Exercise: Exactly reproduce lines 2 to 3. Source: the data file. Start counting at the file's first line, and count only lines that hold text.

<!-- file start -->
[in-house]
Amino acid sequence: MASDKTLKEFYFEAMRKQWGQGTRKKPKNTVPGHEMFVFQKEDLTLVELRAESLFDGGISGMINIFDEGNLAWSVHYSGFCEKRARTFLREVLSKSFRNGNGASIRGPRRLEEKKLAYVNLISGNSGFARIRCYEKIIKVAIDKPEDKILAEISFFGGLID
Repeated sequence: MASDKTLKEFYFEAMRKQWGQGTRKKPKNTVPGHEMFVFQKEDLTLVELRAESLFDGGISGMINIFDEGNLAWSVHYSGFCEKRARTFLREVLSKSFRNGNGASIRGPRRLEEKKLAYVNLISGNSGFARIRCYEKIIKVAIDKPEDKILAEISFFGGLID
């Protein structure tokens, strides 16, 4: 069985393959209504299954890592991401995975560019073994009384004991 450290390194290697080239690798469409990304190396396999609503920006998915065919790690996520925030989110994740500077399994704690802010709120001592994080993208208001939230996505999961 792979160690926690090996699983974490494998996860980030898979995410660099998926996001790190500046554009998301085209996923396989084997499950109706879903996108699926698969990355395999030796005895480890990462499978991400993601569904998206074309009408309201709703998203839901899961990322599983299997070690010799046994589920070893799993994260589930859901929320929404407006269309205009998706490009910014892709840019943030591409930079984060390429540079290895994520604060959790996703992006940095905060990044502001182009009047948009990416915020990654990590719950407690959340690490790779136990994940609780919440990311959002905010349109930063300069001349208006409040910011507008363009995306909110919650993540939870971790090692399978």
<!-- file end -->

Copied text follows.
Amino acid sequence: MASDKTLKEFYFEAMRKQWGQGTRKKPKNTVPGHEMFVFQKEDLTLVELRAESLFDGGISGMINIFDEGNLAWSVHYSGFCEKRARTFLREVLSKSFRNGNGASIRGPRRLEEKKLAYVNLISGNSGFARIRCYEKIIKVAIDKPEDKILAEISFFGGLID
Repeated sequence: MASDKTLKEFYFEAMRKQWGQGTRKKPKNTVPGHEMFVFQKEDLTLVELRAESLFDGGISGMINIFDEGNLAWSVHYSGFCEKRARTFLREVLSKSFRNGNGASIRGPRRLEEKKLAYVNLISGNSGFARIRCYEKIIKVAIDKPEDKILAEISFFGGLID